This work was funded by Austrian Science Fund (FWF): P32924 and Ludwig Boltzmann Gesellschaft. TK was funded by a DOC-fellowship of the Austrian Academy of Sciences (OeAW): 25408; CF was funded by a DOC-fellowship of the Austrian Academy of Sciences (OeAW): 25525.

Conflict of Interest

The authors declare that the research was conducted in the absence of any commercial or financial relationships that could be construed as a potential conflict of interest.

Publisher's Note

All claims expressed in this article are solely those of the authors and do not necessarily represent those of their affiliated organizations, or those of the publisher, the editors and the reviewers. Any product that may be evaluated in this article, or claim that may be made by its manufacturer, is not guaranteed or endorsed by the publisher.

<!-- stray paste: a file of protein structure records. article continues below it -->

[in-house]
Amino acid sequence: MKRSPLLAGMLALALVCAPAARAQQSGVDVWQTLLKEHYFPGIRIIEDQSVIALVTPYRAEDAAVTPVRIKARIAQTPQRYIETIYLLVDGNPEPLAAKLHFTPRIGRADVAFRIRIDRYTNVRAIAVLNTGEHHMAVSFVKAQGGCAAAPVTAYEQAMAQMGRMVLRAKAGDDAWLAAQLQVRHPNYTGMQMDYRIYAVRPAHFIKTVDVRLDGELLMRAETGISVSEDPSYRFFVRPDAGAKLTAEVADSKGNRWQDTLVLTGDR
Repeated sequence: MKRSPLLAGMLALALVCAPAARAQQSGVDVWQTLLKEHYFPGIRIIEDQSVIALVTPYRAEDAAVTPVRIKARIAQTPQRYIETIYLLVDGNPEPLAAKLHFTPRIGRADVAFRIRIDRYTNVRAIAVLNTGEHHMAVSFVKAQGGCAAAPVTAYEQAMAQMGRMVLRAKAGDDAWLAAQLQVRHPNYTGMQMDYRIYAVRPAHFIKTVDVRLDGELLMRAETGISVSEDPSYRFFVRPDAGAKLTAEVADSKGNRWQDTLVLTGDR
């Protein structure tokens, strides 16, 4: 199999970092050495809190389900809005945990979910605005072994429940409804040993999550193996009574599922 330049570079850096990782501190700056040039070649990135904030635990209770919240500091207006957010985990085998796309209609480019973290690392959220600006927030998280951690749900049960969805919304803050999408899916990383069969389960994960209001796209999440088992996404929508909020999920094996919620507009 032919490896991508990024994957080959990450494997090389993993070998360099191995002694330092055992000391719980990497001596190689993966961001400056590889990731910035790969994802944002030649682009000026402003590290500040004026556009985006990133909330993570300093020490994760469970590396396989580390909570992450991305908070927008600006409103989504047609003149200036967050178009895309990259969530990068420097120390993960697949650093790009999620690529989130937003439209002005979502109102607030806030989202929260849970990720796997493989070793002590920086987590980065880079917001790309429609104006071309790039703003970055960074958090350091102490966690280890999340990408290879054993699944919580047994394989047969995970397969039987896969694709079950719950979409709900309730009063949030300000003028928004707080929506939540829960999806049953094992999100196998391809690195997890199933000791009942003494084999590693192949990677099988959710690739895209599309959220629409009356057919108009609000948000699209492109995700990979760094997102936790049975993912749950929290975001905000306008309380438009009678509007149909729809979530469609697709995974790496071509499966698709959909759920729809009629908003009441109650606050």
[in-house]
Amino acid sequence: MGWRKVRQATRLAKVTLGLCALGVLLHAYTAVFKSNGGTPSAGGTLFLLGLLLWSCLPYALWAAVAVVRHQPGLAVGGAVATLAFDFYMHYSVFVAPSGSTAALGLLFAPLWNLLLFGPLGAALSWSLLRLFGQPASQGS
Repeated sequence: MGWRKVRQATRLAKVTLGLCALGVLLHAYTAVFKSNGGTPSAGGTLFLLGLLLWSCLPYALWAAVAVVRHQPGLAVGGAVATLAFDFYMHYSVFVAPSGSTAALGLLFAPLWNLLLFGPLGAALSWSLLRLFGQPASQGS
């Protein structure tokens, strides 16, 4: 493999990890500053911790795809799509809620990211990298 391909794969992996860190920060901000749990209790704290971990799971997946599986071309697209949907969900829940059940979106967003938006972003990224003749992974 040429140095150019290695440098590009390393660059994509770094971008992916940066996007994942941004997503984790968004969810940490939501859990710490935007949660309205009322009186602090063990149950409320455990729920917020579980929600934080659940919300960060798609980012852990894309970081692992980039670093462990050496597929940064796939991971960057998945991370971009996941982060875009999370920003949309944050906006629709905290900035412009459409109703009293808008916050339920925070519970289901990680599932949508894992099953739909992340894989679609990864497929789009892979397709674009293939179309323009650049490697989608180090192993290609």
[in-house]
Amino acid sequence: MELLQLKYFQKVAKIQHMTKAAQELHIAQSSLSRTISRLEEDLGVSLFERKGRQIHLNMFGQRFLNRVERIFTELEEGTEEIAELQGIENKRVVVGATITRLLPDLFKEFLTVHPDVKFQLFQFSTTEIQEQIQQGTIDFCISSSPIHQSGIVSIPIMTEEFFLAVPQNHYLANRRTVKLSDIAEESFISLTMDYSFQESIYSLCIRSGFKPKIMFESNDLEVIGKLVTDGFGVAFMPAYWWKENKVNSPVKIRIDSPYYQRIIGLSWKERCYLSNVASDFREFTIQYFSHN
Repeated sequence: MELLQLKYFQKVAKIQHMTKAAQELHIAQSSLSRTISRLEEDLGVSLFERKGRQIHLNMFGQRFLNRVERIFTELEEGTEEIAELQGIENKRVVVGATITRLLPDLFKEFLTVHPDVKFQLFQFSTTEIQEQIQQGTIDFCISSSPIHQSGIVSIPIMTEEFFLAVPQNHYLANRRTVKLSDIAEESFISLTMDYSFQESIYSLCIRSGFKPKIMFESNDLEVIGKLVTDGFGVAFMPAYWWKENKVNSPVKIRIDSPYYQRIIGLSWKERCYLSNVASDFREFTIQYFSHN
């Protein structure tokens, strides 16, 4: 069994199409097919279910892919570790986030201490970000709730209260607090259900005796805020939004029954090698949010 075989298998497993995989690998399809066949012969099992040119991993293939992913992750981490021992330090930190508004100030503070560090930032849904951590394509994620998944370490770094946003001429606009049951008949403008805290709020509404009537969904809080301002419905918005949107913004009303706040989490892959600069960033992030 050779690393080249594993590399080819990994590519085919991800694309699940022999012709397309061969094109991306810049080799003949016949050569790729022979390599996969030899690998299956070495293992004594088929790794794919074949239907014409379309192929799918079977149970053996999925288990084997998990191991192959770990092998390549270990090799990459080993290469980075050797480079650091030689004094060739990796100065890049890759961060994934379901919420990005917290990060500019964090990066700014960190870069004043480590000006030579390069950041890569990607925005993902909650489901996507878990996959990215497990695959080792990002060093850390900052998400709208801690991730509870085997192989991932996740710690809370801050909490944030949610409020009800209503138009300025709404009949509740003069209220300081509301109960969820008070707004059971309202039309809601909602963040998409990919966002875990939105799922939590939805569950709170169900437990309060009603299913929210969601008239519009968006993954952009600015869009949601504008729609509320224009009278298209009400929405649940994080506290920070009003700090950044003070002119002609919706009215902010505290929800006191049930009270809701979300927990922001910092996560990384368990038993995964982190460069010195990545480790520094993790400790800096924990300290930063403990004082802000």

We would like to thank patients and their families for participating in this study. WES was performed at the BSF in CeMM Center for Molecular Medicine of the Austrian Academy of Sciences (CeMM). We would like to thank Brian Metcher, Department of Evolutionary Biology, University of Vienna, for his help with the microCT imaging and Sophie Imhof, Medical University of Vienna, for help with figure design. Figure illustrations were created with BioRender, Adobe Illustrator 2021, and Python (Pandas, Numpy, Seaborn libraries).

Supplementary Material

The Supplementary Material for this article can be found online at:


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Keywords: Prdm12, TRPV1, capsaicin, pain, nociception, CIP, dorsal root ganglia